Broadly Reactive Human Monoclonal Antibodies Elicited following Pandemic H1N1 Influenza Virus Exposure Protect Mice against Highly Pathogenic H5N1 Challenge.Nachbagauer, R., Shore, D., Yang, H., Johnson, S.K., Gabbard, J.D., Tompkins, S.M., Wrammert, J., Wilson, P.C., Stevens, J., Ahmed, R., Krammer, F., Ellebedy, A.H.
(2018) J. Virol. 92: --
- PubMed: 29899095
- DOI: 10.1128/JVI.00949-18
- PubMed Abstract:
Broadly cross-reactive antibodies (Abs) that recognize conserved epitopes within the influenza virus hemagglutinin (HA) stalk domain are of particular interest for their potential use as therapeutic and prophylactic agents against multiple influenza ...
Broadly cross-reactive antibodies (Abs) that recognize conserved epitopes within the influenza virus hemagglutinin (HA) stalk domain are of particular interest for their potential use as therapeutic and prophylactic agents against multiple influenza virus subtypes, including zoonotic virus strains. Here, we characterized four human HA stalk-reactive monoclonal antibodies (MAbs) for their binding breadth and affinity, in vitro neutralization capacity, and in vivo protective potential against an highly pathogenic avian influenza virus. The monoclonal antibodies were isolated from individuals shortly following infection with (70-1F02 and 1009-3B05) or vaccination against (05-2G02 and 09-3A01) A(H1N1)pdm09. Three of the MAbs bound HAs from multiple strains of group 1 viruses, and one MAb, 05-2G02, bound to both group 1 and group 2 influenza A virus HAs. All four antibodies prophylactically protected mice against a lethal challenge with the highly pathogenic A/Vietnam/1203/04 (H5N1) strain. Two MAbs, 70-1F02 and 09-3A01, were further tested for their therapeutic efficacy against the same strain and showed good efficacy in this setting as well. One MAb, 70-1F02, cocrystallized with H5 HA and showed heavy-chain-only interactions similar to those seen with the previously described CR6261 anti-stalk antibody. Finally, we show that antibodies that compete with these MAbs are prevalent in serum from an individual recently infected with the A(H1N1)pdm09 virus. The antibodies described here can be developed into broad-spectrum antiviral therapeutics that could be used to combat infections by zoonotic or emerging pandemic influenza viruses. IMPORTANCE The rise in zoonotic infections of humans by emerging influenza viruses is a worldwide public health concern. The majority of recent zoonotic human influenza cases were caused by H7N9 and H5Nx viruses and were associated with high morbidity and mortality. In addition, seasonal influenza viruses are estimated to cause up to 650,000 deaths annually worldwide. Currently available antiviral treatment options include only neuraminidase inhibitors, but some influenza viruses are naturally resistant to these drugs, and others quickly develop resistance-conferring mutations. Alternative therapeutics are urgently needed. Broadly protective antibodies that target the conserved "stalk" domain of the hemagglutinin represent potential potent antiviral prophylactic and therapeutic agents that can assist pandemic preparedness. Here, we describe four human monoclonal antibodies that target conserved regions of influenza HA and characterize their binding spectrum as well as their protective capacity in prophylactic and therapeutic settings against a lethal challenge with a zoonotic influenza virus.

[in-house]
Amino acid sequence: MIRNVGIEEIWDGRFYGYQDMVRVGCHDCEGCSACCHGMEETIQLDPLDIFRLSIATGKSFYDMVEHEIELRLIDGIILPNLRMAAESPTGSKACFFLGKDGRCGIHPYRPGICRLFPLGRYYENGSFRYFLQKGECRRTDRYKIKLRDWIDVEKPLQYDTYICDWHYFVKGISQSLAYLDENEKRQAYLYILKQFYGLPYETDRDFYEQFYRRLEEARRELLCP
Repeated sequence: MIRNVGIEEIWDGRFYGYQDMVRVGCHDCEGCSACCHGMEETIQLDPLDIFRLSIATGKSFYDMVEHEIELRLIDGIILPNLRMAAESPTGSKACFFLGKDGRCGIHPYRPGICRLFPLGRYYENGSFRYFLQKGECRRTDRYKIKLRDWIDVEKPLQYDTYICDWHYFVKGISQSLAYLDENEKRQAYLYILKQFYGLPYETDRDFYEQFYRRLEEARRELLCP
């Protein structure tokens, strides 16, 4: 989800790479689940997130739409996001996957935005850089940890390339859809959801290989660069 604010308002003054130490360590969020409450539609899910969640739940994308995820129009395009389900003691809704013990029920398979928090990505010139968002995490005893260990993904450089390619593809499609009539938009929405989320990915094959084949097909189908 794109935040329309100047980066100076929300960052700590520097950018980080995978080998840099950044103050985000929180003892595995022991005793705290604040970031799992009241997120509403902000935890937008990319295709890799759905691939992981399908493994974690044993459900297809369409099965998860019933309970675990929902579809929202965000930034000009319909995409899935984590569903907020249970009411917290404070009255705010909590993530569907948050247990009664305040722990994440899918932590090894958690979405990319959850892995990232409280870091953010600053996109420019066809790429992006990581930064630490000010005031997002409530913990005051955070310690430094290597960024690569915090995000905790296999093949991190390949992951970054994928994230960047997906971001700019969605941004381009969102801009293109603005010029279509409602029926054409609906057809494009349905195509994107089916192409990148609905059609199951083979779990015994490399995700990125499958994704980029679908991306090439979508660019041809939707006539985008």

Department of Microbiology, Icahn School of Medicine at Mount Sinai, New York, New York, USA.,Department of Microbiology and Immunology, School of Medicine, Emory University, Atlanta, Georgia, USA.,Department of Infectious Diseases, College of Veterinary Medicine, University of Georgia, Athens, Georgia, USA.,Department of Microbiology, Icahn School of Medicine at Mount Sinai, New York, New York, USA firstname.lastname@example.org email@example.com.,Emory Vaccine Center, School of Medicine, Emory University, Atlanta, Georgia, USA firstname.lastname@example.org email@example.com.,Emory Vaccine Center, School of Medicine, Emory University, Atlanta, Georgia, USA.,Influenza Division, National Center for Immunization and Respiratory Diseases, Centers for Disease Control and Prevention, Atlanta, Georgia, USA.,Department of Medicine, Section of Rheumatology, The Committee on Immunology, The Knapp Center for Lupus and Immunology Research, The University of Chicago, Chicago, Illinois, USA.